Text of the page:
It has become a Halloween tradition to leave ‘Jack o lantern’ pumpkins in the garden for wildlife to feast on. Hedgehogs are omnivores, most of their diet being insects and garden pests like slugs. They eat small amounts of fallen fruit, roots and plants as they forage.  But are pumpkins good for them?

The pumpkin presents an easy meal and they may gorge on the flesh. This large amount of fibrous fruit is likely to cause stomach upsets and diarrhoea. So, not strictly speaking toxic, but not good for the hogs! The British Hedgehog Preservation Society suggest hanging your pumpkins in trees to allow birds and squirrels to eat the fruit. (Thanks to one of our other bloggers who looked into this!)

Wild hedgehog numbers are in decline, their habitat reduced by commercial and residential development. There are also many serious threats in their environment such as traffic, strimming/mowing accidents and bonfires. We can help hedgehogs to survive by making small changes to our gardens.


Hedgehogs benefit from extra food while preparing to hibernate. They hibernate from November to mid-March and must achieve a bodyweight over 500g to survive the winter. Adolescent hogs often need extra food to achieve this weight. 

Historically, bread and milk were left for hungry hedgehogs. However, we now know that they are lactose intolerant and do not digest bread easily. Meaty tinned cat or dog food or dry cat food are ideal food sources. The hog will forage for other foods containing more fibre but this provides an excellent protein and energy source. Chicken or turkey-based foods are usually recommended as they may be easier to digest than fish or red meat. Hedgehog food is available from some wildlife food suppliers and pet shops.

Fresh water offered in a shallow bowl allows them to drink easily. 


Hedgehogs have large territories, travelling a few miles every night to find food. We may get attached to our hedgehog, oblivious to the fact that many hogs visit us. 

Access through garden boundaries is essential for their roaming. Adult hedgehog sized holes can be cut into fences to make a door or spaces cleared under hedges. Hedgehogs will often shelter and nest in the base of a hedge. Some fence preservatives can harm hedgehogs, use wildlife friendly products, where possible. Barbed wire injuries are common, ensuring any barbed wire is 30 cm above ground or not using it protects hedgehogs. 


Leaving a pile of old wood or fallen leaves in a peaceful part of the garden can provide a safe place for hibernation, sleep or nesting. These areas also provide habitat for the insects, frogs, toads and worms that the hog can eat. Hedgehogs may burrow into the ground, compost heap or cover themselves with leaves to hide away. Turning your compost heap with a fork can wound a sleeping or hibernating hedgehog. 

Garden centres and some craft shops stock pre-made hedgehog houses. Your hedgehog will be just as pleased with a few old planks, but they can make an attractive garden ornament. 

Open water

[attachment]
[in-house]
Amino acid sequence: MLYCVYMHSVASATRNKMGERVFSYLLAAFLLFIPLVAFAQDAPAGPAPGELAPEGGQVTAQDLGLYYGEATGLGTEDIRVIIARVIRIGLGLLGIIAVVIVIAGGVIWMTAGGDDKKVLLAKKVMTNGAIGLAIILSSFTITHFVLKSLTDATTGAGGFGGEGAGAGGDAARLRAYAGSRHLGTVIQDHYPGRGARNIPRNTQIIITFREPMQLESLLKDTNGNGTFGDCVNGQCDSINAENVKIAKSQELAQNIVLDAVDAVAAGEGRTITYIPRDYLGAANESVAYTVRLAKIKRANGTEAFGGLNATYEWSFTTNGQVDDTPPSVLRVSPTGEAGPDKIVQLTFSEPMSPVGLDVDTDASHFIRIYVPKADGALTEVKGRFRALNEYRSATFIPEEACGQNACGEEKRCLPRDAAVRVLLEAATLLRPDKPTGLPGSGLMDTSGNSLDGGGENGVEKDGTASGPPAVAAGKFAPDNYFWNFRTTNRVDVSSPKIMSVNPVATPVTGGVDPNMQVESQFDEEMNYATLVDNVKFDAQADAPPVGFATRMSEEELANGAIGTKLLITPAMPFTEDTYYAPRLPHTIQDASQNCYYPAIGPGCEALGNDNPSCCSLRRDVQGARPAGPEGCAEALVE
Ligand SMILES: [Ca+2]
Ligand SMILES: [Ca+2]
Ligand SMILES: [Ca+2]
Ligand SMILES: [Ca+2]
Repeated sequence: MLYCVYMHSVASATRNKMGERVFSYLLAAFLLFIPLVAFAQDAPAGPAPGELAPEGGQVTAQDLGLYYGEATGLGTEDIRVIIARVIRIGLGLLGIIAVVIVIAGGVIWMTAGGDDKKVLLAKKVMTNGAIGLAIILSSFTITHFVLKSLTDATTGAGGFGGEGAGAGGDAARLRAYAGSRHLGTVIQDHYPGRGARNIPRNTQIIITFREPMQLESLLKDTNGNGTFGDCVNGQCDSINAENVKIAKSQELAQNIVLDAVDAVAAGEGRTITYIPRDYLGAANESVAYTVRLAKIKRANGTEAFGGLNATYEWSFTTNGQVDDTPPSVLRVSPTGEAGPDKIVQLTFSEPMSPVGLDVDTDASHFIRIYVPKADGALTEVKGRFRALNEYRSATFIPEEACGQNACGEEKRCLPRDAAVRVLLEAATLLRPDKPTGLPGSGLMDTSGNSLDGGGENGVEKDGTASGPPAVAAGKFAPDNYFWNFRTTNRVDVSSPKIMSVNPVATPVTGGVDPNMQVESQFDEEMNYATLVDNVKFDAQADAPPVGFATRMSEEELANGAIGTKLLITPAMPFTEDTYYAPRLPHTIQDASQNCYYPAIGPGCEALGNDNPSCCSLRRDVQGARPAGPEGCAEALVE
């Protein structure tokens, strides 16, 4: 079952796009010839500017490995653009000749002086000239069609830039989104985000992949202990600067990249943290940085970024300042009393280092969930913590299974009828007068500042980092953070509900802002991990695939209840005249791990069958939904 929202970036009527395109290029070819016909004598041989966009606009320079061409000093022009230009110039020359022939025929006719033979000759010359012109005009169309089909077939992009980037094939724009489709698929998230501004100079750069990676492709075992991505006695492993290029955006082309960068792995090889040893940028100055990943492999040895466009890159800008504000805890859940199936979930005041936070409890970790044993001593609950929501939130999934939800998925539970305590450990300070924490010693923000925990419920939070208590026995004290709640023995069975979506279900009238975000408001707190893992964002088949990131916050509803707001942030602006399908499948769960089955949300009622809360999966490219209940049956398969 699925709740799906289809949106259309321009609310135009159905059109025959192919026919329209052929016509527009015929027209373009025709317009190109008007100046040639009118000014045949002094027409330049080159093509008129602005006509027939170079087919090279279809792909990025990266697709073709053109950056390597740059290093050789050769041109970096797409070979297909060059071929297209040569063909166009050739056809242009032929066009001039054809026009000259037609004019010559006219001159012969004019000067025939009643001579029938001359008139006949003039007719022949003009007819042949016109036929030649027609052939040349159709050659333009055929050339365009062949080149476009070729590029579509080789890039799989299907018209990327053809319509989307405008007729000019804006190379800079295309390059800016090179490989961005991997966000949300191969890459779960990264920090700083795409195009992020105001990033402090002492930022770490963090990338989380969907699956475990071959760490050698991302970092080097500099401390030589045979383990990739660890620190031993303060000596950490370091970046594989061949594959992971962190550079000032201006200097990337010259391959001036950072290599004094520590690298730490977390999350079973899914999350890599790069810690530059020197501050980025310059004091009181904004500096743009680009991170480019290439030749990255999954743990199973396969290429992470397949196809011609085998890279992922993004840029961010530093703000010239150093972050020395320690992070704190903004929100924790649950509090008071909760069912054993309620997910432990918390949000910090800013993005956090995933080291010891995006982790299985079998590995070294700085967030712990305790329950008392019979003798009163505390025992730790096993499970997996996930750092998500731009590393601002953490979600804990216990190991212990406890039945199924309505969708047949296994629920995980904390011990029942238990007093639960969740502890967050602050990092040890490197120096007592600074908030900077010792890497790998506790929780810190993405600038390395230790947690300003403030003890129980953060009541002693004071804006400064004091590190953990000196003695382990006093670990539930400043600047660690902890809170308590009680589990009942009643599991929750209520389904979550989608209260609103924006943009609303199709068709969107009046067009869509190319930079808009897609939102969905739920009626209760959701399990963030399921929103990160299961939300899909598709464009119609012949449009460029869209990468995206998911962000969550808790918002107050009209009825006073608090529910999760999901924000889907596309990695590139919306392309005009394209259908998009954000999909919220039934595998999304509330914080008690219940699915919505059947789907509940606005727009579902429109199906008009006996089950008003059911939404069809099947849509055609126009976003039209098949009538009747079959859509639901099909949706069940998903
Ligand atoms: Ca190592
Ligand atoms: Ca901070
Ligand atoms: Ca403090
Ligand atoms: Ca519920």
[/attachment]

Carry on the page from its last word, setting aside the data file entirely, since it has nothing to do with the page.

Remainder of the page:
Hedgehogs and other wildlife can get stuck in garden ponds and pools. Ensure your pond has shallow, sloping sides so that they can get out if they fall in. Cover any drains, pipes and holes in the garden. If you have a swimming pool, cover it when possible. 

Pest Control

Slug pellets contain metaldehyde which can harm hedgehogs if eaten in large quantities or in poisoned slugs. They also kill slugs reducing available food. available food. Eggs shells or coffee grounds can be used to protect plants from slugs. Pesticides and insecticides also affect hedgehogs and reduce food sources. 

As hedgehogs eat many garden pests, encouraging them can establish a a natural form of pest control. 

Strimming and mowing

Check long grass, leaf piles and the base of hedges before strimming. It is hard to see a camouflaged sleeping hog or nest. Injuries caused by mowing or strimming are often fatal. As hedgehogs are nocturnal, they will be resting somewhere quiet when you are working in the garden.


Hedgehogs can get tangled up in old fruit netting or wire in the garden. They can sustain limb injuries or become unable to move and feed. They are often wounded or trapped in empty cans and plastic bags. Remove any litter from your garden.  


Hedgehogs will seek refuge in piles of wood, leaves and grass. If you collect your bonfire material some time before you set it alight, re-site the pile to ensure there are no sleeping hedgehogs within. It is best to collect the material just before starting the fire to prevent sleeping hogs dying.

These actions will protect the hedgehogs that visit your garden. If you see a hedgehog out in the day and they appear sluggish, wobbly or surrounded by flies then they are unwell. Your vet or local hedgehog helpline will help with an injured hedgehog.

  • First, transfer the hedgehog to a safe warm place.  
  • Pick the hog up with a thick towel or gloves to protect your hands.
  •  Put it in a cardboard box or container with an old blanket or towel. 
  • Add a hot water bottle to keep it warm, don’t fill the box with the bottle allow the hog to choose whether they stay close to the heat or move away to prevent burns.
  •  Offer meaty food and water. 
  • Call your vet or hedgehog helpline as the hedgehog may need prompt treatment. If you find a young animal with no adult around, check the area for any others in case a nest has been disrupted.

With some care we may be able to reverse the decline in hedgehog numbers and help these extraordinary animals to thrive in our gardens.